Book Image

WordPress Plugin Development Cookbook - Third Edition

By : Yannick Lefebvre
Book Image

WordPress Plugin Development Cookbook - Third Edition

By: Yannick Lefebvre

Overview of this book

WordPress is one of the most widely used, powerful, and open content management systems (CMSs). Whether you're a site owner trying to find the right extension, a developer who wants to contribute to the community, or a website developer working to fulfill a client's needs, learning how to extend WordPress' capabilities will help you to unleash its full potential. This book will help you become familiar with API functions to create secure plugins with easy-to-use administration interfaces. This third edition contains new recipes and up-to-date code samples, including new chapters on creating custom blocks for the block editor and integrating data from external sources. From one chapter to the next, you’ll learn how to create plugins of varying complexity, ranging from a few lines of code to complex extensions that provide intricate new capabilities. You'll start by using the basic mechanisms provided in WordPress to create plugins, followed by recipes covering how to design administration panels, enhance the post editor with custom fields, store custom data, and even create custom blocks. You'll safely incorporate dynamic elements into web pages using scripting languages, learn how to integrate data from external sources, and build new widgets that users will be able to add to WordPress sidebars and widget areas. By the end of this book, you will be able to create WordPress plugins to perform any task you can imagine.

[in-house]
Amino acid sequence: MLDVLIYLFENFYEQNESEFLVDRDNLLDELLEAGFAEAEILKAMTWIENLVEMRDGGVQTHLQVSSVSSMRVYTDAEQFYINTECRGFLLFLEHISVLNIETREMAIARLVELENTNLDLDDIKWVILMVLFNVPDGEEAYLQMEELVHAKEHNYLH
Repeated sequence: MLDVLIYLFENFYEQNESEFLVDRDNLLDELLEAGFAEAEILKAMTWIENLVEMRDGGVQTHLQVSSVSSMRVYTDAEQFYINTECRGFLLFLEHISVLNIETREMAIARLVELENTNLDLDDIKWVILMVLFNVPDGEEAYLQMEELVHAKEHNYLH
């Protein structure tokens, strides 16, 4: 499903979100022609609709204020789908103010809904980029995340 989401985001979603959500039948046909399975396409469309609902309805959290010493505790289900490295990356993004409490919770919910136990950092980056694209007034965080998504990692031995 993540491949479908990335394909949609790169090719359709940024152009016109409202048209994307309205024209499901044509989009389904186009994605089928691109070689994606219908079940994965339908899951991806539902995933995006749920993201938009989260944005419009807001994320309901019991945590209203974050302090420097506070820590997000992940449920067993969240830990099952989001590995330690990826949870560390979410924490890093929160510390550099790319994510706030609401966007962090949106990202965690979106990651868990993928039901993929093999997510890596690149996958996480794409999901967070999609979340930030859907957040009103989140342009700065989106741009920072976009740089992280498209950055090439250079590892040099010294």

Table of Contents (15 chapters)

Storing user settings using arrays

While the previous recipe worked quite well in creating entries in the site's options table for each individual plugin option, another way to manage user settings is to store them as arrays in the database.

This recipe creates the same option as the previous one, but also adds a second option indicating whether outgoing links should be tracked. It uses an array instead of individual options to store these settings. It also incorporates an upgrade strategy to deal with the creation of additional options as a plugin evolves over time.

Getting ready

You should have already followed the recipe entitled Inserting link tracking code in the page body using plugin filters in Chapter 2, Plugin Framework Basics, to have a starting point for this recipe. Alternatively, you can get the resulting code (ch2/ch2-page-header-output/ch2-page-header-output-v2.php) from the book's GitHub page and rename the file ch2-page-header-output.php.